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Culture warriors : education and awareness at the Inaugural National Indigenous Art Triennial organized by the National Gallery of Australia, 2007-2009

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Culture warriors : education and awareness at the Inaugural National Indigenous Art Triennial organized by the National Gallery of Australia, 2007-2009

Péron, Marie (2010) Culture warriors : education and awareness at the Inaugural National Indigenous Art Triennial organized by the National Gallery of Australia, 2007-2009. Masters thesis, Concordia University.

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Abstract

This thesis discusses the inaugural National Indigenous Art Triennial: Culture Warriors organized and hosted by the National Gallery of Australia and provides a critical analysis of the National Indigenous Art Triennial: Educational Resource that accompanied the exhibition. The aim of this discussion and analysis is to identify elements from the educational program at the National Gallery of Australia (NGA) that effectively increase knowledge and appreciation of Indigenous art at the Gallery. The premise behind my analysis consists of the possibility and feasibility of using similar educational programs in a Canadian context. Using an exploratory approach, this thesis brings attention to elements that could potentially be of benefit to the National Gallery of Canada (NGC) in the development of future educational programs associated with Indigenous Art exhibitions. It is well-known that, in the past, the NGC has been criticized for its exhibition, collecting, and dissemination practices with regards to Indigenous art. Having undergone considerable changes since the 1990's, the NGC is beginning to look like a different institution especially with the establishment of an Indigenous Art Department in August 2007. One particular area criticized in the past about the NGC has been public access to and information about Indigenous art at the Gallery. As stated by Alfred Young Man, Department Head of Indian Fine Arts, at the First Nations University of Canada, in 2008; "There needs to be a better way for people who are looking for Aboriginal art at the National Gallery to find it, and learn about it." 1 Today, the NGC's mandate seeks to "increase the knowledge, awareness and appreciation of Indigenous art in Canada and internationally."2 With its Indigenous Art Department currently in a relative stage of infancy, it is a logical time to be looking at the educational tools being developed and implemented at similar institutions, such as the NGA, for ideas as to how the NGC can fulfill its present-day mandate. 1 Alfred Young Man, (Department Head, Indian Fine Arts, First Nations University of Canada) in discussion with Jacinthe Soulliere, June 2008 as quoted in her MA Thesis; The Stone that Cracked the Wall between the Institution and the First Nation Artist: the National Gallery of Canada, 1980-2008, (Montreal: Concordia University, 2009), 68. 2 National Gallery of Canada, A Brief History: National Gallery of Canada Indigenous Art Collection, (Ottawa: NGC, 2009), http://www.gallery.ca/irnages/History_IndigenousArt.pdf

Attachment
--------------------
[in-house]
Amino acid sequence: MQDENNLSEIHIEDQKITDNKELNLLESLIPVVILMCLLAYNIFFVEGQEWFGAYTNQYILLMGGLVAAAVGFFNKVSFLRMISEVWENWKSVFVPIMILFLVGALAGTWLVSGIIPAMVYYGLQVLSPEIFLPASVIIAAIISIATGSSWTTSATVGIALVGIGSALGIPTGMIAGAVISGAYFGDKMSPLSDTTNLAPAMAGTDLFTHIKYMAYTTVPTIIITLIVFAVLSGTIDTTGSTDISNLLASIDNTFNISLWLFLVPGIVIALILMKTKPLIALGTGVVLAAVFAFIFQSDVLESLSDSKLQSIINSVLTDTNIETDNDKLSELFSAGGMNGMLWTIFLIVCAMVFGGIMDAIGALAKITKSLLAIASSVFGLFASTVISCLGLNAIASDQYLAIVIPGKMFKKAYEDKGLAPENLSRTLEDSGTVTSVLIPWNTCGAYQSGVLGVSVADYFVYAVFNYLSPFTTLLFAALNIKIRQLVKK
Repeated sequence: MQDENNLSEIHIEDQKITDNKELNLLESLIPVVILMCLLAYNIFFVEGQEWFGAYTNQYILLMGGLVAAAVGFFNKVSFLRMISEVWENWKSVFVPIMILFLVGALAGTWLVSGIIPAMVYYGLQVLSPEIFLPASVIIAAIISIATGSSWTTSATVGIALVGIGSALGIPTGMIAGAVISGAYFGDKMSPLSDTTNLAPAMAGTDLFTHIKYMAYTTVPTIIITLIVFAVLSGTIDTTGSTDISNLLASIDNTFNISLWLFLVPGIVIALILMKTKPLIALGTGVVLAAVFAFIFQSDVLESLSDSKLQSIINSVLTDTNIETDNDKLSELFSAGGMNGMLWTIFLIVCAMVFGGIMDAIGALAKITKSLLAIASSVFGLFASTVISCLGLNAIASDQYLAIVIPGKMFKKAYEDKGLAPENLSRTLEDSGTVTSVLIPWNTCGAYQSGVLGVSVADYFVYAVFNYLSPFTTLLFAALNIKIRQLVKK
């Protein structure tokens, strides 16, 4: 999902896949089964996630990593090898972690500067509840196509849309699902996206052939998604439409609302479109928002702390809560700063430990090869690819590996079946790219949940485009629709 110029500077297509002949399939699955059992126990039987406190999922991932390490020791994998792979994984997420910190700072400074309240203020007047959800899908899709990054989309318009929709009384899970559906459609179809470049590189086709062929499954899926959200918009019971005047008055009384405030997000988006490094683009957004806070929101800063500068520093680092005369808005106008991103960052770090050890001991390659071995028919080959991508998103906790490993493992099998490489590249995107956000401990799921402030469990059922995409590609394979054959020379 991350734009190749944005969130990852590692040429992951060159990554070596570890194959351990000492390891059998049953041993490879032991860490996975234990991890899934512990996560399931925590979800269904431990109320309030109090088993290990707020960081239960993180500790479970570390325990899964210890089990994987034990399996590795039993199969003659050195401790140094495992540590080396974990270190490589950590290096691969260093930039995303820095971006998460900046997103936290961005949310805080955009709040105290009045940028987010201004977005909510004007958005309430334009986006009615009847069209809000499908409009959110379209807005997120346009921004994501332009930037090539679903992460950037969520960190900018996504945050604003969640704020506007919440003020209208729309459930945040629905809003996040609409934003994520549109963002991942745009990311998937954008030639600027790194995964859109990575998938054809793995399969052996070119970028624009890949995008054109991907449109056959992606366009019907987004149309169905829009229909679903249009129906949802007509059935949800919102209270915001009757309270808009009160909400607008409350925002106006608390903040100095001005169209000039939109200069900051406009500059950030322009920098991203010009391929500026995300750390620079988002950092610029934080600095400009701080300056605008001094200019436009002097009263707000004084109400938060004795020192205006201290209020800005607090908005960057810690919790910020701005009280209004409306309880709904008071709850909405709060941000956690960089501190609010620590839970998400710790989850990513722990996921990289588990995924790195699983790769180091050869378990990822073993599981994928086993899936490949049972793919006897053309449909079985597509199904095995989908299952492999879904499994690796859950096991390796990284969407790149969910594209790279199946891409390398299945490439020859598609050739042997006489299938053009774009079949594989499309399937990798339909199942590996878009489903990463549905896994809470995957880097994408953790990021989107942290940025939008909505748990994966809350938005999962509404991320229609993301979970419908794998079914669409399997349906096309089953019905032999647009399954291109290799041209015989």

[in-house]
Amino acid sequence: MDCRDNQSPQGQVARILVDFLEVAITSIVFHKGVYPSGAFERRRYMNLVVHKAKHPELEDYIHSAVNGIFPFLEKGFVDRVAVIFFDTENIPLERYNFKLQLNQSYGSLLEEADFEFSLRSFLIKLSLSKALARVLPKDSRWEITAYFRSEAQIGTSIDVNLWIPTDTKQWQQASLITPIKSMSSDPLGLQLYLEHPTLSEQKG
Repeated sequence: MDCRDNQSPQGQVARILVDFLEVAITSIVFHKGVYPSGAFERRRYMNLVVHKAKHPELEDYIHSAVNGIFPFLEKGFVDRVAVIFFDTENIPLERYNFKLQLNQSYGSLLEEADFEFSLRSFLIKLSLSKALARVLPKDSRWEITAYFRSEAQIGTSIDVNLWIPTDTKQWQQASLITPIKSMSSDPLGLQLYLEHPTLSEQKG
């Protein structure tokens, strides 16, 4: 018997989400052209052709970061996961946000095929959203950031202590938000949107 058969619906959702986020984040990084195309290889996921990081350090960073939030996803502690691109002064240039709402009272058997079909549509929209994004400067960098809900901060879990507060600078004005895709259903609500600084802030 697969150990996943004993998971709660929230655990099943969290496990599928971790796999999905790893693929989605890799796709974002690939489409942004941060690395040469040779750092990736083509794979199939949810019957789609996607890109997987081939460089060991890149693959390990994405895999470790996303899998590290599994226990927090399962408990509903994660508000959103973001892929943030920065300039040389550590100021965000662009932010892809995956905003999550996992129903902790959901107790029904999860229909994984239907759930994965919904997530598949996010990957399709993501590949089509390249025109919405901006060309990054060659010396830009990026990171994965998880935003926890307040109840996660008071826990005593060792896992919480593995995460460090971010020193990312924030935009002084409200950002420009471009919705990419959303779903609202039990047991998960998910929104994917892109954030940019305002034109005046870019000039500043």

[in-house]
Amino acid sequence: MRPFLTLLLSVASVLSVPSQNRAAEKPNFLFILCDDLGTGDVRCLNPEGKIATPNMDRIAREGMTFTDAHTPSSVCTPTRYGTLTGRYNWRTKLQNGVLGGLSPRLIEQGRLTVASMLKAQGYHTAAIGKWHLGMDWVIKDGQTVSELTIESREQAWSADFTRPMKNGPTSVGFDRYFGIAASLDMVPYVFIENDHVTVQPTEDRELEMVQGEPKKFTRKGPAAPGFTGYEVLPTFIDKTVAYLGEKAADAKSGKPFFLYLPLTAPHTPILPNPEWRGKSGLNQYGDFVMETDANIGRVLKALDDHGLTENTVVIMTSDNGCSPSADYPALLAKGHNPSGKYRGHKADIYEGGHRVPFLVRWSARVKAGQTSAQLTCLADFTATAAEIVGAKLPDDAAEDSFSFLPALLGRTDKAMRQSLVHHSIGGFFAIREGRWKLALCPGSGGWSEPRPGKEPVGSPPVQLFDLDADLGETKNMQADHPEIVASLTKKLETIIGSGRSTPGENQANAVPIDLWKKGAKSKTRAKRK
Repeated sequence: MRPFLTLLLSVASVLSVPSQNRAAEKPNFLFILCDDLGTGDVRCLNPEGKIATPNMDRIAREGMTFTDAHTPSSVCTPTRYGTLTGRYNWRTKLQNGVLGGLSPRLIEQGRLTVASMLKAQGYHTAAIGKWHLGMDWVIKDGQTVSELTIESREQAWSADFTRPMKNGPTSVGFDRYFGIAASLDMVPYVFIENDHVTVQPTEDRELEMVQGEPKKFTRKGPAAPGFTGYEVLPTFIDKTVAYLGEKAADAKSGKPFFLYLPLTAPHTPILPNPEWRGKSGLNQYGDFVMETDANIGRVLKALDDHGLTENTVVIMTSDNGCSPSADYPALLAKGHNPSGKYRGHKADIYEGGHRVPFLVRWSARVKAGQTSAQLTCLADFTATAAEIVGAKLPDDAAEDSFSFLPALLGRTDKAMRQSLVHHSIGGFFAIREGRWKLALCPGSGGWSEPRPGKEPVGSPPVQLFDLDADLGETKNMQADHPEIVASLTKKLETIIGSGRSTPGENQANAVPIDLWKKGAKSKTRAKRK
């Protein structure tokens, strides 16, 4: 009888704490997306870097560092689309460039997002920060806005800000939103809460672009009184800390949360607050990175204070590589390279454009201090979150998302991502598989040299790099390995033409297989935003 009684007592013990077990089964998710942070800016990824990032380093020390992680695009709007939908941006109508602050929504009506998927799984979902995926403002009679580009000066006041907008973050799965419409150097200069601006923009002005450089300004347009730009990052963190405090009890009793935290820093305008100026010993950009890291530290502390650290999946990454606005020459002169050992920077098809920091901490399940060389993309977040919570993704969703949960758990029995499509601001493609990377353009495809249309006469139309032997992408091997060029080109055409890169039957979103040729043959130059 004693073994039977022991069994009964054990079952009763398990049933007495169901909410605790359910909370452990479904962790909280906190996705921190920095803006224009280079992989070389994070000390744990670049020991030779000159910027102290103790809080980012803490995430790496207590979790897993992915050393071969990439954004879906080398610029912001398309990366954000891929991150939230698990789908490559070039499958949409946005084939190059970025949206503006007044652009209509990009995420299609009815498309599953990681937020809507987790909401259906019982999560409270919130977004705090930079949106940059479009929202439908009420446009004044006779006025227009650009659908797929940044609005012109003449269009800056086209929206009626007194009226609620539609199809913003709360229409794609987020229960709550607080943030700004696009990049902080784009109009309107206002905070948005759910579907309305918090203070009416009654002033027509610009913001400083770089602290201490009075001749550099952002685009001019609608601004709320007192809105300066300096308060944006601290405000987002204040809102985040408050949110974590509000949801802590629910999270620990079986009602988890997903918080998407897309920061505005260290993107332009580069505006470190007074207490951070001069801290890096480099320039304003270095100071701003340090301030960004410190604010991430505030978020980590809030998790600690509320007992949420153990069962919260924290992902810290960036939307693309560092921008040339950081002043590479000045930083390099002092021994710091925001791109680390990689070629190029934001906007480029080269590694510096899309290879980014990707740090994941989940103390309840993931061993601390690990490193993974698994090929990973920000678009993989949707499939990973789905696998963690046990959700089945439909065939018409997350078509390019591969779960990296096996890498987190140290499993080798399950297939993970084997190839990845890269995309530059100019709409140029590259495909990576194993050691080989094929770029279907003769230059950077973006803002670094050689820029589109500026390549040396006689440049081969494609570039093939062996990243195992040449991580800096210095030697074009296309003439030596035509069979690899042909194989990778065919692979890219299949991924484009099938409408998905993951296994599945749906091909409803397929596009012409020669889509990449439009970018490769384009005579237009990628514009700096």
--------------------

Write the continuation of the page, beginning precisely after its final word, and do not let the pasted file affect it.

Divisions:Concordia University > Faculty of Fine Arts > Art History
Item Type:Thesis (Masters)
Authors:Péron, Marie
Pagination:vii, 147 leaves : col. ill. ; 29 cm.
Institution:Concordia University
Degree Name:M.A.
Program:Art History
Date:2010
Thesis Supervisor(s):Racette, S
ID Code:979512
Deposited By: Concordia University Library
Deposited On:09 Dec 2014 18:00
Last Modified:18 Jan 2018 17:49
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